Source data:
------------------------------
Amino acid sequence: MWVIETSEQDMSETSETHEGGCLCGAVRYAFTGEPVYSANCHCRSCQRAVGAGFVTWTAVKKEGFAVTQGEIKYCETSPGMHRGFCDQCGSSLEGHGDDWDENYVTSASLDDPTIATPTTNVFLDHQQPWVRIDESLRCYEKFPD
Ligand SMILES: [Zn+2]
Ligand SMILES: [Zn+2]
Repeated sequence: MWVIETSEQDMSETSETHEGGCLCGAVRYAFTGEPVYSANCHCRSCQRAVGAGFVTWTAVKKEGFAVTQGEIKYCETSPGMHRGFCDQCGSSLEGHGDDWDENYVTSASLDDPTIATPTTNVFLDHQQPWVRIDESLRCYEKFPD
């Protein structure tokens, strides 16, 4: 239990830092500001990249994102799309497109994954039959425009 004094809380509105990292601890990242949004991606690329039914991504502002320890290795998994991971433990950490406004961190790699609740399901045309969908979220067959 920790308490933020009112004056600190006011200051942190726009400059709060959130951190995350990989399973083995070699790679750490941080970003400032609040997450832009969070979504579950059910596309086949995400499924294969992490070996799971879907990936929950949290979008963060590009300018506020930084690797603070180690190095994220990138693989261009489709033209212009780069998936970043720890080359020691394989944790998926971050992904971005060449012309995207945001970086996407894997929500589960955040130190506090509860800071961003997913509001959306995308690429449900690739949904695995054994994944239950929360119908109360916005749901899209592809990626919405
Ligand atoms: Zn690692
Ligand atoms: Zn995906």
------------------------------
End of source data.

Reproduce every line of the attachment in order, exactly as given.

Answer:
Amino acid sequence: MWVIETSEQDMSETSETHEGGCLCGAVRYAFTGEPVYSANCHCRSCQRAVGAGFVTWTAVKKEGFAVTQGEIKYCETSPGMHRGFCDQCGSSLEGHGDDWDENYVTSASLDDPTIATPTTNVFLDHQQPWVRIDESLRCYEKFPD
Ligand SMILES: [Zn+2]
Ligand SMILES: [Zn+2]
Repeated sequence: MWVIETSEQDMSETSETHEGGCLCGAVRYAFTGEPVYSANCHCRSCQRAVGAGFVTWTAVKKEGFAVTQGEIKYCETSPGMHRGFCDQCGSSLEGHGDDWDENYVTSASLDDPTIATPTTNVFLDHQQPWVRIDESLRCYEKFPD
């Protein structure tokens, strides 16, 4: 239990830092500001990249994102799309497109994954039959425009 004094809380509105990292601890990242949004991606690329039914991504502002320890290795998994991971433990950490406004961190790699609740399901045309969908979220067959 920790308490933020009112004056600190006011200051942190726009400059709060959130951190995350990989399973083995070699790679750490941080970003400032609040997450832009969070979504579950059910596309086949995400499924294969992490070996799971879907990936929950949290979008963060590009300018506020930084690797603070180690190095994220990138693989261009489709033209212009780069998936970043720890080359020691394989944790998926971050992904971005060449012309995207945001970086996407894997929500589960955040130190506090509860800071961003997913509001959306995308690429449900690739949904695995054994994944239950929360119908109360916005749901899209592809990626919405
Ligand atoms: Zn690692
Ligand atoms: Zn995906």